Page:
No institution is really formidable, unless backed by some kind of moral force, and the Mafia is guaranteed by the omertà. This omertà (a local corruption of the word umiltà) is a code of honour which condemns as infamous all recourse to public justice, and is recognised as binding, under the sanction of firearms, by all classes of the population. In obedience to this principle, many a poor workman of Palermo cures his wounds or perishes of them secretly, rather than reveal the circumstances of the fray in which he suffered; or, if taken to a hospital, dies in Spartan silence and obstinate complicity with his murderer. A typical case is that of a rich Sicilian noble, who, as he was driving one day in the environs of Palermo, received from behind a wall a volley of twelve or fourteen musket-shots, and, with unparalleled good fortune, escaped unhurt. No one of the would-be assassins was discovered or brought to justice,


but all are believed to have perished within a few months. This code of private justice has all the force lent by a universal sentiment. Public opinion recognises but one crime, that of appealing to the law for protection or redress-public feeling condemns but one form of retaliation, that of carrying a wrong before a regularly constituted tribunal. Self-defence is justifiable, but it must be by private violence; vengeance praiseworthy, but only if executed by the hands of hired assassins; and a Sicilian proprietor would think himself as much dishonoured by denouncing to public justice the brigand who writes him a threatening letter, as an English gentleman would have felt, fifty years ago, by denouncing a challenge to the police. No Sicilian (unless by a rare exception) will give information to lead to the capture of a delinquent; juries can with difficulty be got to convict, witnesses can hardly be induced to testify; the assassin seems the next instant a harmless wayfarer, the brigands are transformed in a moment into peaceable peasants, the weapons reeking with the blood of the victim are buried or hidden away as soon as the authorities appear upon the scene, and no human being will acknowledge to having seen or heard what passed within a few

paces. The difficulty of Ireland fifty years ago, only with a hundred aggravating circumstances, is the difficulty of Sicily today ; for the differences which seem to make the case of Sicily less complex, serve in reality to render it more hopeless. Here are no distinctions of language, religion, or race; no line of demarcation can be drawn between the descendants of Roman and Carthaginian, Greek and Arab, Norman and Spaniard. Class wrongs and class hatreds there are indeed, in abundance; but all classes are unanimous in looking to a force outside the law—the proprietor for the enforcement of his tyranny, the peasant for relief from oppression, and vengeance for many a burning wrong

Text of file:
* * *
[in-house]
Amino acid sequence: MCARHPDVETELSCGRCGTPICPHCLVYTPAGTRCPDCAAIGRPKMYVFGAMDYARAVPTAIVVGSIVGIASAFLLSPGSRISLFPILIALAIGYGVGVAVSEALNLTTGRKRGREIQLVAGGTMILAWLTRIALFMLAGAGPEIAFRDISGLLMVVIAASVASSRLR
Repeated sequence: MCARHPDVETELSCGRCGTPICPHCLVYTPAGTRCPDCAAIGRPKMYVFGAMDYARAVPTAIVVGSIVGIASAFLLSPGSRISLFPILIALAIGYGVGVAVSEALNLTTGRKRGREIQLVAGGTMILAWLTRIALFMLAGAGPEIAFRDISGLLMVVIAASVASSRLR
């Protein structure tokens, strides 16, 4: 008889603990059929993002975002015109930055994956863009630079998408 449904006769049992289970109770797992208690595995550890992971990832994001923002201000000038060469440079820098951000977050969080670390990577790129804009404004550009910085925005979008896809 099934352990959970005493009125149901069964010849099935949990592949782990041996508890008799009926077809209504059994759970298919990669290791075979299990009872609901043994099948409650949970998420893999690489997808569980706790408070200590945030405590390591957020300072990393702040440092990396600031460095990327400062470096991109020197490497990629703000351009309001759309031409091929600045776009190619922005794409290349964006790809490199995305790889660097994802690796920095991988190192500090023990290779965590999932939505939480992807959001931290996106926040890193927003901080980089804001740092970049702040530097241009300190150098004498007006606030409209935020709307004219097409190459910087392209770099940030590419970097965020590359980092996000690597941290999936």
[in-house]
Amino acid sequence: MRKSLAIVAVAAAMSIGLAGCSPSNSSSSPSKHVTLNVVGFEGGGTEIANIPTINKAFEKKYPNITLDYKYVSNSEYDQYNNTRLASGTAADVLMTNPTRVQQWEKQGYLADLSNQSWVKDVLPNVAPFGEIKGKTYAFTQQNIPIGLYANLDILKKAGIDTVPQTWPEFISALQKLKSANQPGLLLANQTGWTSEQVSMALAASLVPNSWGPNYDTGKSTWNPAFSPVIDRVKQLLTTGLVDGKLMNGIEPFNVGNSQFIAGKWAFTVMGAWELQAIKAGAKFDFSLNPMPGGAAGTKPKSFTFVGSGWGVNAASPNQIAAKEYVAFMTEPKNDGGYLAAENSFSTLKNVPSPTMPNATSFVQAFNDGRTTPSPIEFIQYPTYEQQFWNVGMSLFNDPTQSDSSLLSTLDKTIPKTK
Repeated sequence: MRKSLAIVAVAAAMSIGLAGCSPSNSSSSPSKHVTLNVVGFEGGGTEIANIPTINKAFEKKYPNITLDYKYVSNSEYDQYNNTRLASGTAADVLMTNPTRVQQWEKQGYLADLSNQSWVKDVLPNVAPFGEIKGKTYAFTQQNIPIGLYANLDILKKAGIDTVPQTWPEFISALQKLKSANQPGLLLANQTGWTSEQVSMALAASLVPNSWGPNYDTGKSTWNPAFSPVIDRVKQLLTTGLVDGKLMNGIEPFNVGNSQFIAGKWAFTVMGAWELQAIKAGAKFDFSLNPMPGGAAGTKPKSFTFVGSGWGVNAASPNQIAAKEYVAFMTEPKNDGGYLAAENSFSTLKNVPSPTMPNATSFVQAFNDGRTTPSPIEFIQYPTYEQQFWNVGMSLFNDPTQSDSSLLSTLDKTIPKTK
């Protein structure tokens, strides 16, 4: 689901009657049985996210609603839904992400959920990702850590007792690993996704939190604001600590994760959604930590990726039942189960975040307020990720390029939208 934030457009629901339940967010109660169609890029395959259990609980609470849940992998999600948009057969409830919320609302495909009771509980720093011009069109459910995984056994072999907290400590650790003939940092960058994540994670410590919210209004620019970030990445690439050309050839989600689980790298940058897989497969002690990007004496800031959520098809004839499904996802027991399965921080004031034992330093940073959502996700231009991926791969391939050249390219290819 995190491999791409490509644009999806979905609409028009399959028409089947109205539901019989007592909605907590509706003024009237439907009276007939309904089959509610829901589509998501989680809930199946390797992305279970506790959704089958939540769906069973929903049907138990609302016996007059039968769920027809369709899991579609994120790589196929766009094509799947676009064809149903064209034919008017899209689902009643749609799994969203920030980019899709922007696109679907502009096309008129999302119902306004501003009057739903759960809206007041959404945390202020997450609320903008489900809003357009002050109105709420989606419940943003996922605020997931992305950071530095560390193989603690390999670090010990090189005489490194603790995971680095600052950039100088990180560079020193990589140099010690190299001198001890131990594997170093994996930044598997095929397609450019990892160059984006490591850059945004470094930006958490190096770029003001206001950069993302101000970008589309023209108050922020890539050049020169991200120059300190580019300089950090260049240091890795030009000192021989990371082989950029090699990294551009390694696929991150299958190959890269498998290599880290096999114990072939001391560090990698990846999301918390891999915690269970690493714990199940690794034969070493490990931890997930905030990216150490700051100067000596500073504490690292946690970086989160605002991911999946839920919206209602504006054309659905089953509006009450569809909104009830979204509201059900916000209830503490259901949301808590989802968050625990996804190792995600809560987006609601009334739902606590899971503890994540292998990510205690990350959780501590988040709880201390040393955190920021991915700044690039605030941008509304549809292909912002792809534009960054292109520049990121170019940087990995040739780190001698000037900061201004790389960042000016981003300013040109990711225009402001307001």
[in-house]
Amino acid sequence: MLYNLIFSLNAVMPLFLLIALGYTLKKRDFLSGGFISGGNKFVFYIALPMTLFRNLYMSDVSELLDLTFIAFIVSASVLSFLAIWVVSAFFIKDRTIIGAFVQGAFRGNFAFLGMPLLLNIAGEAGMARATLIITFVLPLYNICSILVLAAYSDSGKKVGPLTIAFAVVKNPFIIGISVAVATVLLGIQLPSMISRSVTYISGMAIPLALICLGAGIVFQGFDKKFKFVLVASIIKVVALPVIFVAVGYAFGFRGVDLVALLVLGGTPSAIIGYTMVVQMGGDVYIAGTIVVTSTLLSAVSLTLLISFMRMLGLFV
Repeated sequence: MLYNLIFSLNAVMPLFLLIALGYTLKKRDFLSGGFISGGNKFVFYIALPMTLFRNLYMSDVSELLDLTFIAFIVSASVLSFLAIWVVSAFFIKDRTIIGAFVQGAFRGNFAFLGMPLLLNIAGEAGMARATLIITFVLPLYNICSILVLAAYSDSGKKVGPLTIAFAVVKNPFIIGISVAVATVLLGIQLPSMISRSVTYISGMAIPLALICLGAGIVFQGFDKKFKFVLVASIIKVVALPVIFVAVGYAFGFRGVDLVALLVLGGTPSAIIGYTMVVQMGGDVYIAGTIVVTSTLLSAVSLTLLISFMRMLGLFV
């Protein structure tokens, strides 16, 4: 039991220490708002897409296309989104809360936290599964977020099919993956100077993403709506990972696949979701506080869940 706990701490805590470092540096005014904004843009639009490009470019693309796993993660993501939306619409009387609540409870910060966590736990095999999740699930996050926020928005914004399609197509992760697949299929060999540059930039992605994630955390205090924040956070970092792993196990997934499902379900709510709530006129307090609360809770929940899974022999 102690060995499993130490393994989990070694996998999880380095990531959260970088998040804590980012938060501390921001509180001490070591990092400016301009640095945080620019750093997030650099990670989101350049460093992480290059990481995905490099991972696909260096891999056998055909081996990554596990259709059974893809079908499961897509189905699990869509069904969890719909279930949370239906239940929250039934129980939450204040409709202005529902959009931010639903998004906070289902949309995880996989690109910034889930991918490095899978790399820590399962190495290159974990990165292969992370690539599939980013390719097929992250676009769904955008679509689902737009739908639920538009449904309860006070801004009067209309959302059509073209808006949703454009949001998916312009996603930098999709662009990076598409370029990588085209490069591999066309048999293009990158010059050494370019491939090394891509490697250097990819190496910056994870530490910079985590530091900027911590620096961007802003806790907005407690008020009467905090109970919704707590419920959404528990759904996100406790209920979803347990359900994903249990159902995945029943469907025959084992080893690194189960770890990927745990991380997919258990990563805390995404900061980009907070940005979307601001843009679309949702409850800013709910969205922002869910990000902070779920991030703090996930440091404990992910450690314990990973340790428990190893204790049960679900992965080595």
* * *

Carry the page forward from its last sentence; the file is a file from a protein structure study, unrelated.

No more striking contrast can be imagined than that between the interior of Sicily and the maritime zone stretching from Palermo to Messina. From a region of admirable cultivation, where a lemon-grove of an acre and a half will yield a yearly profit of a hundred pounds sterling; where Indian figs, cool as a mouthful of snow in July, hang like berries on the hedge-rows; where the black twigs of the almond-trees whiten, in January, into blossoming sprays, like St. Joseph's rod in the Sanctuary; and the olive, in the words of Lorenzo de' Medici,

• In qualche dolce piaggia aprica,

Secondo il vento, par', or' verde, or bianca from blue glimpses of a shining sea, caught through the shining

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foliage which shelters the perennial sweetness of the orangeblossom, we pass to a vast solitude, unvaried by a single tree, unbroken for leagues by one isolated homestead. Not even the broken arch of an aqueduct tells at least of man's former presence; only here and there a straw hut, more like a kennel or a pig-stye than a human habitation, serves to shelter at night the peasant who comes from afar to till the soil. His system of agriculture is primitive enough to have been in use among his Siculan ancestors. Pasture, grain, and tillage form the simple rotation of crops; the sun is the only fertilizer; a rude plough which scrapes through a palm's depth of soil is the principal implement; and thus the land of Ceres---the granary of the Roman Empire—now scantily nourishes its own population.

The whole of the interior of Sicily is divided into vast domains—the latifondi, or empty lands, held by the Barons or great proprietors, representatives of the ancient feudatories. Under them is a class of middle-men, called gabellotti, from the Arab word kabâla or gabâla, a promise or engagement, used in the sense of tax or impost; and these intermediaries parcel out their large holdings in minute lots amongst peasants--serfs in all but name, of the soil they cultivate. Life presents itself to these poor people under a very sombre aspect. The law seems to exist but to wrong them; taxes are levied only to oppress them; their landlords' sole care for them is to exact the last farthing from their necessities; and usury—the canker of Sicilian society--commonly represented by the landlord himself, lies in wait for their misery with a loan at 100 per cent. One characteristic instance of the spirit of the rich towards the poor is worth pages of declamation on the subject. At Modica, in the district of Syracuse, an old custom prescribed the payment of labourers' wages in corn.

But when, owing to a scarcity, the price of grain rose, three years ago, to an exorbitant height, the proprietors, by tacit or express agreement, arbitrarily changed the old system, and paid a money equivalent calculated at the former low value of corn. At the same time they drained the markets of which they practically monopolised the supply, by mercilessly closing their granaries until prices had risen to a still more extravagant standard. (Vol. ii. p. 177.)

What wonder if the brigand finds everywhere in the island adherents and allies ? Social obligations cannot be expected to weigh heavily with the Sicilian peasant, who, himself

sober, industrious, and relatively moral, is confronted by society in the guise of a rapacious master, and an exacting tax-gatherer,